Weddings

Where we had our traditional Korean wedding 0

We happened to be passing through Jinju fortress recently so we took the chance to make a little video about where we had our traditional Korean wedding.

Most of the day was just a blur, but it was really worth it. I’ve mentioned before how much I dislike these modern rushed Korean weddings in Korean wedding halls, and although our Korean wedding felt very long, it was completely worth it. It felt special doing the rituals in front of everyone and feeling a connection to tradition and the past. Although the weather was hot, I was so pleased to have a beautiful sunny day for our wedding day.

There were some big cultural shocks on the day, but I enjoyed the feeling of being carried in a gama and all the other elements of it.

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Traditional Wedding – 전통혼례 가마 5

Traditional korean wedding

I made this comic quite a while ago but it was never posted because it was supposed to go in the book (for the Korean market). Since we are now changing the format of the book a lot (one of the reasons why it’s taking so long) I can post it on here.

Traditional weddings are rarely done these days in Korea unfortunately, but I’m glad we had one. We were carried in ‘gamas’ by our friends, which gave Hugh’s friends the chance to complain about how heavy he is!

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Wedding Anniversary 9

Anniversary

Will I?…. Will I really?

I’m pretty terrible with dates and hardly remember anything, I even looked at the date yesterday and didn’t remember it was our anniversary. We do have 3 wedding anniversaries though (registry, Australian and Korean) so if we do miss one, there are others to celebrate. I also have a very understanding husband who doesn’t expect much but likes spoiling me, so we still had a nice dinner together. And part of my present was BIGBANG concert tix!

(Quick give me ideas for what I can do for our Korean wedding anniversary!!!!!)

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Traditional Korean Wedding 33

I recently got some more photos from our traditional Korean wedding so I thought I’d share some.

Two weeks after we had our Australian wedding we flew to Korea for our Korean wedding. Koreans don’t really do big traditional weddings like this anymore, instead most Koreans have a more westernized wedding and may just have a small ceremony after in traditional clothes. We had a wedding company organise our wedding but unfortunately we had no idea what was going on! Also, because this type of wedding is rarely done now, even the older relatives weren’t sure what was supposed to happen!

It ended up being pretty surreal and some points I was terrified. My husband looks so different in these photos as well. They put some horrendous makeup on him and pushed his hair back under the hat. The wedding was in Jinju Castle which is open to the public, so there was a huge crowd of people watching us. The sun was so hot and I remember sitting across from my husband, not being able to move in my hanbok, and worried my makeup was running down my face. My husband looked over me and mouthed, “This is terrible.” I just nodded and tried not to faint. I hadn’t had anything to drink in hours. The wedding seemed to go forever and I had no idea what was going on, but afterwards, especially when I look at the photos I know it was worth it. I can laugh about it now and it was definitely an experience!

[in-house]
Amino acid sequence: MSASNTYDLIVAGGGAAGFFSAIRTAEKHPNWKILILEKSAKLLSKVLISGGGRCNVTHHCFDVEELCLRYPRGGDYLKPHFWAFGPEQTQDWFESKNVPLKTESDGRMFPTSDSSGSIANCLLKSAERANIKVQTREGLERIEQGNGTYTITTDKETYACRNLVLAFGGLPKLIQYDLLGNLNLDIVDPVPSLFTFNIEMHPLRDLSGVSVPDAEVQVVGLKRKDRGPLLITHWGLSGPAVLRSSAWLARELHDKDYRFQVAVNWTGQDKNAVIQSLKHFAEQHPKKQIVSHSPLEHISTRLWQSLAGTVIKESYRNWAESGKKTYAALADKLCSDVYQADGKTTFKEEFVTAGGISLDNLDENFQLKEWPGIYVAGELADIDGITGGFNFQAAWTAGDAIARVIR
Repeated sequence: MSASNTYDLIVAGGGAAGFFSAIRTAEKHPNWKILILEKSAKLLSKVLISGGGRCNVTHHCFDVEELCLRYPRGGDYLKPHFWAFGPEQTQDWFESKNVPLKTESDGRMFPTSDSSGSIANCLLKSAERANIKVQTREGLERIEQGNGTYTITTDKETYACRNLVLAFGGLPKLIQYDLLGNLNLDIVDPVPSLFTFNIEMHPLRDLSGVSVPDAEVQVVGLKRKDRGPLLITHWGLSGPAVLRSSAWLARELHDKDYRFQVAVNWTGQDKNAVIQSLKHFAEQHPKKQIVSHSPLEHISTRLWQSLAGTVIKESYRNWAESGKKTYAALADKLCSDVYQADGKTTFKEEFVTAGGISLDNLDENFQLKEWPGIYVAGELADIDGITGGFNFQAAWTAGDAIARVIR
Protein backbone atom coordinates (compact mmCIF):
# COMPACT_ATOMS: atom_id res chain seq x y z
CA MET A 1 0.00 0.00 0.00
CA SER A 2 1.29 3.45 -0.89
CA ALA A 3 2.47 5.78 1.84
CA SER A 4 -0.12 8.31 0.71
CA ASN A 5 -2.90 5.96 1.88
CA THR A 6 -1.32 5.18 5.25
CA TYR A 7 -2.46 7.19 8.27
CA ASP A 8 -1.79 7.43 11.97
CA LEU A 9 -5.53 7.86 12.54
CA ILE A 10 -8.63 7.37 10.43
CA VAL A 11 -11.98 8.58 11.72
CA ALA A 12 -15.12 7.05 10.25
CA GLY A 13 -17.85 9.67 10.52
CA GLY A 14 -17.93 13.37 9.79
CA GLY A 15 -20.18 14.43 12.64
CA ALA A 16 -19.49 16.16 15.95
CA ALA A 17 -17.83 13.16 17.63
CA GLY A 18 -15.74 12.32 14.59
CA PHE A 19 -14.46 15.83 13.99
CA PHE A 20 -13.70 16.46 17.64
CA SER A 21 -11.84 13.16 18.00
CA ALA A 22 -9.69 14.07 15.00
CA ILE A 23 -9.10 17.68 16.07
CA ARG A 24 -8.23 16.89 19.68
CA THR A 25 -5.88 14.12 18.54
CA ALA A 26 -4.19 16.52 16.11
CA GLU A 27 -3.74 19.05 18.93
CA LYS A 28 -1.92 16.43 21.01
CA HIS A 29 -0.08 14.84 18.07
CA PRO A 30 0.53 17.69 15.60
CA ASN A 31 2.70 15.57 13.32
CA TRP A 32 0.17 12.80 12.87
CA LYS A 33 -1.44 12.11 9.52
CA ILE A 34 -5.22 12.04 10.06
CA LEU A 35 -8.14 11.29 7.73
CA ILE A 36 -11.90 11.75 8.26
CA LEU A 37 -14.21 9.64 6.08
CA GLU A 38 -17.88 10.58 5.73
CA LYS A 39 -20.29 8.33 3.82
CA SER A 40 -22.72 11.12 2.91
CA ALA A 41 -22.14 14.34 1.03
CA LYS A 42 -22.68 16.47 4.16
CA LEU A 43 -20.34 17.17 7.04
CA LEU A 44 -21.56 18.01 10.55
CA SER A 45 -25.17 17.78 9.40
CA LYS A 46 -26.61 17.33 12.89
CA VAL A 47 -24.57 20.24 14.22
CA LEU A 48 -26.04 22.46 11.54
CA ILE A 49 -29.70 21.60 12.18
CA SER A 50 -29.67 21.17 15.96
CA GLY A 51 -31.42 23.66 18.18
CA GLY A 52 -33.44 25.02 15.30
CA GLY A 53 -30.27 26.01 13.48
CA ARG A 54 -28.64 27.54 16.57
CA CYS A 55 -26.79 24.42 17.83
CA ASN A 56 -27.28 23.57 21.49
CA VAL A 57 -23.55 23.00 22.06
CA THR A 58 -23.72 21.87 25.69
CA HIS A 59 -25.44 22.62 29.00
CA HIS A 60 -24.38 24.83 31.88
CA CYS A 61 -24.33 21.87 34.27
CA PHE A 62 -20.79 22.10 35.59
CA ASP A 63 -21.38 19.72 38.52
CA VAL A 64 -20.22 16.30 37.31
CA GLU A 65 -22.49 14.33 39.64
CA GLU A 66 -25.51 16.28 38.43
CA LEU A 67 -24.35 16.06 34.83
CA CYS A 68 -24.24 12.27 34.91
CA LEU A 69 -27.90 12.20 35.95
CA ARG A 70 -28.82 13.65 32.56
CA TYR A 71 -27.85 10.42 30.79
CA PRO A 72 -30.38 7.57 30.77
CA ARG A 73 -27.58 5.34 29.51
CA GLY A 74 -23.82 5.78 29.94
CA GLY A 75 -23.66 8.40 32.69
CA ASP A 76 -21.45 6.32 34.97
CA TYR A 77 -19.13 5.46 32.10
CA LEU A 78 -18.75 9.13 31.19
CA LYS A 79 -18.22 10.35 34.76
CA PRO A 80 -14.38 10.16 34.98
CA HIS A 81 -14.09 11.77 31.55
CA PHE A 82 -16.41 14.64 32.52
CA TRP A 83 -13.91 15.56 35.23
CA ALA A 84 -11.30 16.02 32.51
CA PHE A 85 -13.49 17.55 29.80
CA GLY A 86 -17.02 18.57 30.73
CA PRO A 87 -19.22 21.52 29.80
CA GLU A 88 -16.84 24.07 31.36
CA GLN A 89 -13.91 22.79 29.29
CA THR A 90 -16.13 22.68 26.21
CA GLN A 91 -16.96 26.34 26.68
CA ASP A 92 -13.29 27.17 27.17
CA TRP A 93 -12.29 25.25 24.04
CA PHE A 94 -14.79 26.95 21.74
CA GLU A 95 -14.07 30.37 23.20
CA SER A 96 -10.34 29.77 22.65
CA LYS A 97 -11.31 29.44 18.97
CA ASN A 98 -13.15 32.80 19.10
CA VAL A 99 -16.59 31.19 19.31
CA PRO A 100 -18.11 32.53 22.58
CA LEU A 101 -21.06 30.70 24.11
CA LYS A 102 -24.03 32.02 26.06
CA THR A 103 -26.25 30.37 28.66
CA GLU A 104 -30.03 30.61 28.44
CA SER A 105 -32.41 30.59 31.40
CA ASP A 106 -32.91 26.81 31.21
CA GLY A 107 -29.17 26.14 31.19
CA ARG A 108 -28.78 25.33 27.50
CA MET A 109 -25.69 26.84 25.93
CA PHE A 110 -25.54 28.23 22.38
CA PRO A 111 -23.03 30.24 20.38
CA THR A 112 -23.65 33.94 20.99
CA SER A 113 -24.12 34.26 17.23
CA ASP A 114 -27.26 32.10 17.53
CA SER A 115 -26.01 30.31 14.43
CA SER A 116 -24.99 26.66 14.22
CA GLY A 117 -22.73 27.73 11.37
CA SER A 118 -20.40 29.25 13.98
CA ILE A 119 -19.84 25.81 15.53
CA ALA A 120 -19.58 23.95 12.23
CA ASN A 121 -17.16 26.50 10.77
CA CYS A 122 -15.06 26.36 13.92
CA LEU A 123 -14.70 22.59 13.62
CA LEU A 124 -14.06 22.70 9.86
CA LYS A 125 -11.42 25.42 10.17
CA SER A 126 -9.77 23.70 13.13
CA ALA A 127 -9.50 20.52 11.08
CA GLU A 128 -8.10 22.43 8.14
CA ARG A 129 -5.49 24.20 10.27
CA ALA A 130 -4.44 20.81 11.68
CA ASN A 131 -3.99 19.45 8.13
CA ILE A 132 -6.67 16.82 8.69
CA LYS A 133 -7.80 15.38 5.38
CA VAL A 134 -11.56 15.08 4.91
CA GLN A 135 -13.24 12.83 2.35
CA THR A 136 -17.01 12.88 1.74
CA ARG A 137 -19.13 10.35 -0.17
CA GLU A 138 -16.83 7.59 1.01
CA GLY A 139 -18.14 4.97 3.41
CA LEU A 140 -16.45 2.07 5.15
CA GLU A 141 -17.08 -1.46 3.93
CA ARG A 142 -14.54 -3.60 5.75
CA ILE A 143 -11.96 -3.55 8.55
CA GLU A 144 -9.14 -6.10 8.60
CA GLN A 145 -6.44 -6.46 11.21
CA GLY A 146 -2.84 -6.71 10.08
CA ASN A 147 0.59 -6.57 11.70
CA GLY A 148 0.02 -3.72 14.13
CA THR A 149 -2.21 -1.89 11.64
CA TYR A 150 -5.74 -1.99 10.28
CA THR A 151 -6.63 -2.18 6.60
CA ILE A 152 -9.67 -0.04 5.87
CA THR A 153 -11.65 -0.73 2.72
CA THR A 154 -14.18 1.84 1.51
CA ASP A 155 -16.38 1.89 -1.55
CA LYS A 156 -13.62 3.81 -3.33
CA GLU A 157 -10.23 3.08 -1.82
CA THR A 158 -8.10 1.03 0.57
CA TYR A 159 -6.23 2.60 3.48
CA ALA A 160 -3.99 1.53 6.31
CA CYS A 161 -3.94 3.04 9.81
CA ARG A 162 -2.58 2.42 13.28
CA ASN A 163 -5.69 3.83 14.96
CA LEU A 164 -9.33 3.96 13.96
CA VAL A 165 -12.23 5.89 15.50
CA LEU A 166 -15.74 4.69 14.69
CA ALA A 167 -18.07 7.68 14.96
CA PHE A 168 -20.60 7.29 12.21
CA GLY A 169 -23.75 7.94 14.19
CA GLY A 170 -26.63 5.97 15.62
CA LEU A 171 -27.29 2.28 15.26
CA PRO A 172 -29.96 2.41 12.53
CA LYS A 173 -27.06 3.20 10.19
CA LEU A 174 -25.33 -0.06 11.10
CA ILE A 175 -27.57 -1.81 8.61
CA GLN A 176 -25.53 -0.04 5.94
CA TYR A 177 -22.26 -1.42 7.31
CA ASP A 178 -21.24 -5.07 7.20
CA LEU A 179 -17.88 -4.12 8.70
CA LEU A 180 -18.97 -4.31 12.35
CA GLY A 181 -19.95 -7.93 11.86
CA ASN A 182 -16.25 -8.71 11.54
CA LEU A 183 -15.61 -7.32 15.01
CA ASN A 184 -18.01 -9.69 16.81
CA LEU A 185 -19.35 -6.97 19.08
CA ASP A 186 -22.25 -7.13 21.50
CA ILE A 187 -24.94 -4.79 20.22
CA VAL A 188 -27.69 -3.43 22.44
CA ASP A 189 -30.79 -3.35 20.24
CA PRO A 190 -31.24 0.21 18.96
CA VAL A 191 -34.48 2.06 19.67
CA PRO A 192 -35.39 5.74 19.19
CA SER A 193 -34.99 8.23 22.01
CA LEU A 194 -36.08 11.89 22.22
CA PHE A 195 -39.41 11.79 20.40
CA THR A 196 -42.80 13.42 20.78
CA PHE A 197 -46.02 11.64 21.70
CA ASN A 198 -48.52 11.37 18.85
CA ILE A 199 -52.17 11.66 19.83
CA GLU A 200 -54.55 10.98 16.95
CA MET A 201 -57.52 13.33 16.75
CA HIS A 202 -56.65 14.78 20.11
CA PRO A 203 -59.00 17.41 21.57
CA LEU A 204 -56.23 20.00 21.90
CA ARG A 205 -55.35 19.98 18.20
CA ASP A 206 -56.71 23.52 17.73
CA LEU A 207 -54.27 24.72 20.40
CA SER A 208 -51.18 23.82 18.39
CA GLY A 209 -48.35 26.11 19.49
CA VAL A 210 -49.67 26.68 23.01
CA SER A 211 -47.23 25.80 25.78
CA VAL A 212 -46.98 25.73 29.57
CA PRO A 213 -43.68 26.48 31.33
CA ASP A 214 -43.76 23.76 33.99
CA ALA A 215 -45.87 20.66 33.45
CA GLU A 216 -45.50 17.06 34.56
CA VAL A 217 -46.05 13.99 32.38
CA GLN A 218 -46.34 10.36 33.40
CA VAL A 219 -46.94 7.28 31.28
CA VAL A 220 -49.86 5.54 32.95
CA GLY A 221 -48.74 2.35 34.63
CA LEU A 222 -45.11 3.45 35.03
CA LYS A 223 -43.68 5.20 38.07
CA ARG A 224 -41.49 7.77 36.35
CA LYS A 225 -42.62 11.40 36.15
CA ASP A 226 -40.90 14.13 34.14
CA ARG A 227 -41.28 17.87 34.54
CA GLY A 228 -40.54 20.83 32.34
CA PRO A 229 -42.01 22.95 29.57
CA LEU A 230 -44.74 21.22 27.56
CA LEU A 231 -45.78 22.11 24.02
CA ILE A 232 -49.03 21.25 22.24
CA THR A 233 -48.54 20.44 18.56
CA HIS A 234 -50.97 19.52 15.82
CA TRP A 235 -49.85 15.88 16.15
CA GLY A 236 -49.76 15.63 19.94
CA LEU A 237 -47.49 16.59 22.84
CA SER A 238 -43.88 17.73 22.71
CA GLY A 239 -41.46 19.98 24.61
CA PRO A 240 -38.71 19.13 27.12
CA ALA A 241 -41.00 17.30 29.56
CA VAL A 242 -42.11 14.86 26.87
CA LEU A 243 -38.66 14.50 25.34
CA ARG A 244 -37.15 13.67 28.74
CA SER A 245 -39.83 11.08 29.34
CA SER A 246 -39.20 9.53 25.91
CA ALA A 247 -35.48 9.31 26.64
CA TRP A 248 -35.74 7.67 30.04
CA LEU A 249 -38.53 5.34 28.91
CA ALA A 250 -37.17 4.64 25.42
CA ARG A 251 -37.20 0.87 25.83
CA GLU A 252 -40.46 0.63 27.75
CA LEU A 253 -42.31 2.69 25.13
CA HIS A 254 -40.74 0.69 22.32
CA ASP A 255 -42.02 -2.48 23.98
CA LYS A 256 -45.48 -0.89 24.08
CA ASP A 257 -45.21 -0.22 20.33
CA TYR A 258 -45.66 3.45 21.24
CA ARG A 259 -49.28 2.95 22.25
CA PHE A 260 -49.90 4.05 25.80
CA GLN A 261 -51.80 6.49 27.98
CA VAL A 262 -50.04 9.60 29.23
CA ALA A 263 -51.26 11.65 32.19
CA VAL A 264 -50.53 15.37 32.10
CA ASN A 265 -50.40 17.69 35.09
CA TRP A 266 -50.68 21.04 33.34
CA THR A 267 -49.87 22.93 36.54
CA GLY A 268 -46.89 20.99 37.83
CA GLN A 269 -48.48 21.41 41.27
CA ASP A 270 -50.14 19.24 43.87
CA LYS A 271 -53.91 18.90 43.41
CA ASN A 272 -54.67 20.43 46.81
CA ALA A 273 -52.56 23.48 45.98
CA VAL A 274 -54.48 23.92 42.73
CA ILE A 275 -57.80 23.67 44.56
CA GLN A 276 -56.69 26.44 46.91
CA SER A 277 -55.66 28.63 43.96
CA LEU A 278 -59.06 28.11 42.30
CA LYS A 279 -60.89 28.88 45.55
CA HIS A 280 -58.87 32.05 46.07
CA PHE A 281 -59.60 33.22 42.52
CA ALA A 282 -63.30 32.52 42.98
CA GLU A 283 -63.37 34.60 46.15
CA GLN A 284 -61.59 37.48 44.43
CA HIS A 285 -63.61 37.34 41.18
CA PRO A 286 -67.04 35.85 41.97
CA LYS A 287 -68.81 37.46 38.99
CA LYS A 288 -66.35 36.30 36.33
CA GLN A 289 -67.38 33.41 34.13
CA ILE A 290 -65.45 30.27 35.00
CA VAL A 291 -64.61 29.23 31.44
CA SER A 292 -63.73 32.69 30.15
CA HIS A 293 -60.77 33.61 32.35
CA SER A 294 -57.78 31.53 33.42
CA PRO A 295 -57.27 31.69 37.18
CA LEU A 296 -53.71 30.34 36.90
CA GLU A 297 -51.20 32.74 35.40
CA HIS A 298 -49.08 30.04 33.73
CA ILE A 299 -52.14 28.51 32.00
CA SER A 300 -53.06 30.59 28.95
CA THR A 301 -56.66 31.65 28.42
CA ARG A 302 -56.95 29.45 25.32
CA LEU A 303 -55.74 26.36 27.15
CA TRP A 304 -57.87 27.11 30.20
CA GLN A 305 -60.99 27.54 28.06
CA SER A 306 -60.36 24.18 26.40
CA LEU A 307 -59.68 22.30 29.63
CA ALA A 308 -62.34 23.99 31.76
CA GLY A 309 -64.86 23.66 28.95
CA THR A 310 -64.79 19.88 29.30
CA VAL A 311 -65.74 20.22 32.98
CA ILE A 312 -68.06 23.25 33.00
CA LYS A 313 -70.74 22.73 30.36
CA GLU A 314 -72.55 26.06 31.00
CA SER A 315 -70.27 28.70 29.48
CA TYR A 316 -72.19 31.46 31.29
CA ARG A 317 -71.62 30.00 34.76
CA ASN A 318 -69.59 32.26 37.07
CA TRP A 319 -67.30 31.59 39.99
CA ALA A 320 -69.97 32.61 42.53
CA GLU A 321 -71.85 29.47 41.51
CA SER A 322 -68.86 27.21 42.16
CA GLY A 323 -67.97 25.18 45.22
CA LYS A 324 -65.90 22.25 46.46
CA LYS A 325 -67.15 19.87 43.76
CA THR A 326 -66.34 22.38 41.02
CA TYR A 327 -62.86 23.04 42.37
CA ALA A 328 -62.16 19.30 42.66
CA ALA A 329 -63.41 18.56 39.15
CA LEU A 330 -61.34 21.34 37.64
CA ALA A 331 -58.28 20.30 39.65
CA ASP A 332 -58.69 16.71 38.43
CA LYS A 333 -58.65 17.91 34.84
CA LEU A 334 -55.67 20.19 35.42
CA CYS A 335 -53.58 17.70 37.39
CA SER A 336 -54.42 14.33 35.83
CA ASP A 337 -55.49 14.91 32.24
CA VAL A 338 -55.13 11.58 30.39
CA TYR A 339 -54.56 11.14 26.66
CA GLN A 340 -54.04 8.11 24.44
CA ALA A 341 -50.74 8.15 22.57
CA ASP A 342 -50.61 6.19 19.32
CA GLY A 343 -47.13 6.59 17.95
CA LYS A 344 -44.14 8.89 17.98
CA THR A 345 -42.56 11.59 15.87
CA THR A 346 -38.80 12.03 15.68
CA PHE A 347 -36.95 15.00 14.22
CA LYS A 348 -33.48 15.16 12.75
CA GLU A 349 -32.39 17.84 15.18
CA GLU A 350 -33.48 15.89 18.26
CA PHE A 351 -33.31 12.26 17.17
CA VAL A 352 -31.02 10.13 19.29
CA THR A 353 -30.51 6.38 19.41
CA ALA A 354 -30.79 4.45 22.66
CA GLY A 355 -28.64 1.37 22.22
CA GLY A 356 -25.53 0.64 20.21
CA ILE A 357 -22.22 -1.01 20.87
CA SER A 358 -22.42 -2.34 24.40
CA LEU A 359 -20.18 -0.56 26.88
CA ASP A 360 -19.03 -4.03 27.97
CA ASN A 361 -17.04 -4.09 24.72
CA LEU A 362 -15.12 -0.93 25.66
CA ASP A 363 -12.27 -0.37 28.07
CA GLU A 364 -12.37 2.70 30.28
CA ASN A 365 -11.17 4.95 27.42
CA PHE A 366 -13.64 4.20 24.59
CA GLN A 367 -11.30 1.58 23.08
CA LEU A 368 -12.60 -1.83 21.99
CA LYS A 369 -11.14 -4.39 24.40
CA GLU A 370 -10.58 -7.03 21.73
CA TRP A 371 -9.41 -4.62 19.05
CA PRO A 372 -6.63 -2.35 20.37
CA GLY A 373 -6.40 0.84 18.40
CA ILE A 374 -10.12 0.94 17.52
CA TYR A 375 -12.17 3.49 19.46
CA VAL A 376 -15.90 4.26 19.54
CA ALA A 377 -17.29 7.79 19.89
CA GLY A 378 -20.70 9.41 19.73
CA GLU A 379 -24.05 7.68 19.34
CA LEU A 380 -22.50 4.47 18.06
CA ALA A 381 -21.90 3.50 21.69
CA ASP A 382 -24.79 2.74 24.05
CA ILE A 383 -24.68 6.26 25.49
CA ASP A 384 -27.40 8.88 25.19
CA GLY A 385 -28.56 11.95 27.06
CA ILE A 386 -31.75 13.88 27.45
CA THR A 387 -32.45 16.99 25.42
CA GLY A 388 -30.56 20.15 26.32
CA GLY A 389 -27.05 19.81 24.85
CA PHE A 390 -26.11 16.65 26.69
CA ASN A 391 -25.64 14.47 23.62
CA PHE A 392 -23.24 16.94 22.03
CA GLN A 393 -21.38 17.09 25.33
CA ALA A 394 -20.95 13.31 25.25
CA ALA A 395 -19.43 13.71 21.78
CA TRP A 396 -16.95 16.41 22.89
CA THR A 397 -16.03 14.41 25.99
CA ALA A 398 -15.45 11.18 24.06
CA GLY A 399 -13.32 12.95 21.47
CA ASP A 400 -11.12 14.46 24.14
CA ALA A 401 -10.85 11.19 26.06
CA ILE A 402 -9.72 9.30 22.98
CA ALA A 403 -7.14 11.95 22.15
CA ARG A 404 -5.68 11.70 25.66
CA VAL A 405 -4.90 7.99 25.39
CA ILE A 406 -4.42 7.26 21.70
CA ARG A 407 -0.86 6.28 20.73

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Our friends who had to carry us.

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They all complained that he was too heavy.

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Here we had to pass a jujube or a date to each other using our mouths.

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Our Visa Story 78

We had planned to get the ‘Prospective Marriage Visa’ originally- when we first got engaged. My husband had used up all possible visas for Australia: both working holiday visas and student visas. The only way he could stay in Australia was if he got a visa because I’m an Australian citizen. While we were in Korea for a month I started preparing for the Prospective Marriage Visa. The information and requirements are immense and takes a while to wade through.

So that is our visa story! It is one of the biggest problems for couples that are from different countries. People don’t really understand how stressful it is unless they’ve been through it themselves. Although we got married then, we didn’t really count it as our real wedding yet. We didn’t become a real married couple until our big wedding. Both our parents were really supportive through it all and had no problems with us marrying quickly like that.